Cingulate input to the primary and supplementary motor cortices in the rhesus monkey: Evidence for somatotopy in areas 24c and 23c
Version of Record online: 9 OCT 2004
Copyright © 1992 Wiley-Liss, Inc.
Journal of Comparative Neurology
Volume 322, Issue 4, pages 471–489, 22 August 1992
How to Cite
Morecraft, R. J. and van Hoesen, G. W. (1992), Cingulate input to the primary and supplementary motor cortices in the rhesus monkey: Evidence for somatotopy in areas 24c and 23c. J. Comp. Neurol., 322: 471–489. doi: 10.1002/cne.903220403
- Issue online: 9 OCT 2004
- Version of Record online: 9 OCT 2004
- Manuscript Accepted: 17 APR 1992
- cingulate gyrus;
- nonhuman primate;
- primary motor cortex;
- supplementary motor cortex
We examined the distribution of cingulate projections to the somatotopically related parts of the primary (M1) and supplementary (M2) motor cortices of the monkey by using fluorescent dyes. Labeled neurons were found in layers 3, 5 and 6 of areas 24c and 23c and were heaviest following injections placed in M2.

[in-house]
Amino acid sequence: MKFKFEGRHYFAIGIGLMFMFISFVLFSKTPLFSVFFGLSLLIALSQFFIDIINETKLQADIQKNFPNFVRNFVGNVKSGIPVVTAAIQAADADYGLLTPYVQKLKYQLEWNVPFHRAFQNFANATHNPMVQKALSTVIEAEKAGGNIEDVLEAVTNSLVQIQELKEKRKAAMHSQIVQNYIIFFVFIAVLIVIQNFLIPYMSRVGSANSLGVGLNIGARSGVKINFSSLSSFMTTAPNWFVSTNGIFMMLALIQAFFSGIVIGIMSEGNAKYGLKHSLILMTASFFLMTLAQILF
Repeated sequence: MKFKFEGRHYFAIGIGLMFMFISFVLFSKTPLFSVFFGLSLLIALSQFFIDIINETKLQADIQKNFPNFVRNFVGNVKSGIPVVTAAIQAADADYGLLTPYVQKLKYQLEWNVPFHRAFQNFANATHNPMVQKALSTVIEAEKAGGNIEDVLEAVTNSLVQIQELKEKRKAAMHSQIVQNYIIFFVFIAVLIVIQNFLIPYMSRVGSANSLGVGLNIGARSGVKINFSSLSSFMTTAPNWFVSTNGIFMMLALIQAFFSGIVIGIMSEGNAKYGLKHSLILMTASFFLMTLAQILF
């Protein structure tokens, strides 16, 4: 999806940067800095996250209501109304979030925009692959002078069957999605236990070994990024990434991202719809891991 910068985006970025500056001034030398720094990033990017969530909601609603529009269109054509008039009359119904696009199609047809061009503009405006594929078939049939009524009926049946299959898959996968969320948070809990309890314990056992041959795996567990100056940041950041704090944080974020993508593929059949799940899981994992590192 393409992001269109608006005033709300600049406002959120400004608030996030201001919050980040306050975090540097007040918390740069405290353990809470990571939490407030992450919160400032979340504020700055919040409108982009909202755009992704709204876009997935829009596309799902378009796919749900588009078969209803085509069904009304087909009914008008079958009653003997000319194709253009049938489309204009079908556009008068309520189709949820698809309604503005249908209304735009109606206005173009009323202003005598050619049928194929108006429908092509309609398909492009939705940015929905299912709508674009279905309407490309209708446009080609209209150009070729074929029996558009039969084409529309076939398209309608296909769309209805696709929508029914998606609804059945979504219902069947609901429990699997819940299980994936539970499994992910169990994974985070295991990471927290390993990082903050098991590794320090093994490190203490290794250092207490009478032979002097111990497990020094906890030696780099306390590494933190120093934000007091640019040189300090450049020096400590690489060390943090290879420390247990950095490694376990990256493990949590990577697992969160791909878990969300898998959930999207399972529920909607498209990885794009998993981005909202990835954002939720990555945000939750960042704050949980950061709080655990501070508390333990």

Projections to analogous somatotopic areas in M1 and M2 arose from similar cingulate regions. In area 24c, neurons projecting to the face area of M1 and M2 were located anteriorly, those to the hindlimb were located posteriorly, and neurons projecting to the forelimb area of M1 and M2 were located in between. In area 23c, neurons projecting to the forelimb area of M1 and M2 were located anteriorly and those to the hindlimb area of M1 and M2 were located posteriorly. The face area of M1 and M2 was not found to receive afferents from area 23c. In contrast to this discreteness, cingulate projections to Woolsey's axial representation of M1 were diffuse.
The results support the presence of a separate and somatotopically organized cingulate motor cortex in area 24c. This is predicated on the facts that: (1) small injections of retrograde tracers placed in analogous somatotopic parts of M1 and M2 resulted in similar patterns of labeling within the electrophysiologically “excitable” portion of the anterior cingulate cortex, and (2) this organized topography infers somatotopy. Our data fail to support a somatotopically organized cingulate motor area in area 23c if the criterion of all body parts is demanded. By virtue of its anatomical location and its connectional relation to the spinal cord and isocortical motor fields on the one hand and to the limbic cortex on the other, area 24c may be considered as M3 and provide limbic influences at several levels of motor control. © 1992 Wiley-Liss, Inc.